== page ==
Land and agriculture expected to dominate Rift Valley politics

In a strange twist of events, leaders across the political divide sided with the farmers in what pundits believe was a ploy to ensure their political survival.

Top on the agenda was the proposed controversial Land Bill that sought to limit acreage under private tenure to not more than 25 acres and low prices for their maize produce.

Land and agriculture are expected to dominate Rift Valley politics as country heads for the next General Election in August.

The leaders were this year put in a tight spot over what farmers described as their “studious silence”. The farmers have vowed to mobilise voters to kick out Members of Parliament, senators and governors who have failed to articulate their interests.

“We have gauged leaders who have stood with us and those who did not will be shown the red card come August next year,” said Mr Ambrose Koskei, a farmer from Uasin Gishu County.

They finally managed to do away with the draft law, which they termed as counterproductive as it rendered agriculture an unproductive venture.

But the farmers would be dealt a blow when the government allocated Sh1.6 billion this financial year to buy maize at Sh2,300 a bag, sparking protests that saw the prices raised to Sh3,000.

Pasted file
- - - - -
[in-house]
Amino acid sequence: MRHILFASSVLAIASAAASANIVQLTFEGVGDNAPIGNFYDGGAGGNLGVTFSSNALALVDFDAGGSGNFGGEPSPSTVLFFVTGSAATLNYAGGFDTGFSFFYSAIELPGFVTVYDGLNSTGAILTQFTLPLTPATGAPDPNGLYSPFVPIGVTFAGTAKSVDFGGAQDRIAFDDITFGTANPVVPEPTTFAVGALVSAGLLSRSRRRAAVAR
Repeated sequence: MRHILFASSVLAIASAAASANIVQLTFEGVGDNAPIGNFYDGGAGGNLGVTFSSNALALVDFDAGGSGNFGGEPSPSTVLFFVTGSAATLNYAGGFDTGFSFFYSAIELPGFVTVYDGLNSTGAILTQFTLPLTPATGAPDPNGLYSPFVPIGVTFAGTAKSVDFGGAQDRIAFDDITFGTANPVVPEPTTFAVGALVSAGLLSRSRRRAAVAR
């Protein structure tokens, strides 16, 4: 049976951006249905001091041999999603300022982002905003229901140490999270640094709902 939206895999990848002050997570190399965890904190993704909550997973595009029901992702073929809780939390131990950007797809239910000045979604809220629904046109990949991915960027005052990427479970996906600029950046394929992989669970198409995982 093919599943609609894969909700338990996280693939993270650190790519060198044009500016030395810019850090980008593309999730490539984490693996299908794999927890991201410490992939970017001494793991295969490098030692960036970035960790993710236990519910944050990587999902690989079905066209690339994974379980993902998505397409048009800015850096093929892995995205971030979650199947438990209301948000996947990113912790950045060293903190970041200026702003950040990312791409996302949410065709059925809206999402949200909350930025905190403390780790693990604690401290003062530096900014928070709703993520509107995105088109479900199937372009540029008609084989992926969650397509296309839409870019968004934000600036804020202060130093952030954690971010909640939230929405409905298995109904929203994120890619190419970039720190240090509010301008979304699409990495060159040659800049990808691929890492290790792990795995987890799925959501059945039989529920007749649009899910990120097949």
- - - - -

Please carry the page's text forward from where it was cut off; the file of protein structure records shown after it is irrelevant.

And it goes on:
“Maize is our traditional source of food and income and it will be difficult to cultivate other crops,” said Ms Alice Chesang from Chepkumia, Nandi County.


Of late, governors Patrick Khaemba (Trans Nzoia), Jackson Mandago (Uasin Gishu) and Alex Tolgos (Elgeyo-Marakwet), West Pokot Kanu Senator John Lonyangapuo and local politician Kipkorir Menjo have been vocal in pushing the government to offer better maize prices.

The cereals farmers have also petitioned the government to subsidise fertiliser manufactured by the upcoming Eldoret-based plant for them to access it.

They dismissed the Sh3,000 a bag offered by Toyota Tsusho Fertiliser Africa Limited as too expensive, rendering the nutrients unaffordable to most farmers.

“We expected the firm to sell below the government subsidised manure considering that the blending is done locally,” said Mr Jonah Kosgei from Saos, Nandi.

Toyota Tsusho has disclosed that its Baraka brand will sell at Sh3,000, which is above the price of Sh1,800 for the fertiliser distributed by the government through the National Cereals and Produce Board stores countrywide.

“Distributors will purchase the fertiliser at Sh2,800 at factory level and, in turn, sell it to farmers at Sh3,000,” said Mr Ignatius Kirimi, the factory’s production manager.

“We want the government to assure us that it will continue supplying us with subsidised fertiliser, now that the cost of the nutrients from the Toyota Tsusho is beyond our reach,” said Mr Joshua Yego from Sergoit, Uasin Gishu.

But Agriculture Cabinet Secretary Willy Bett said farmers who would miss out on subsidised fertiliser would have to buy the input at commercial rates.

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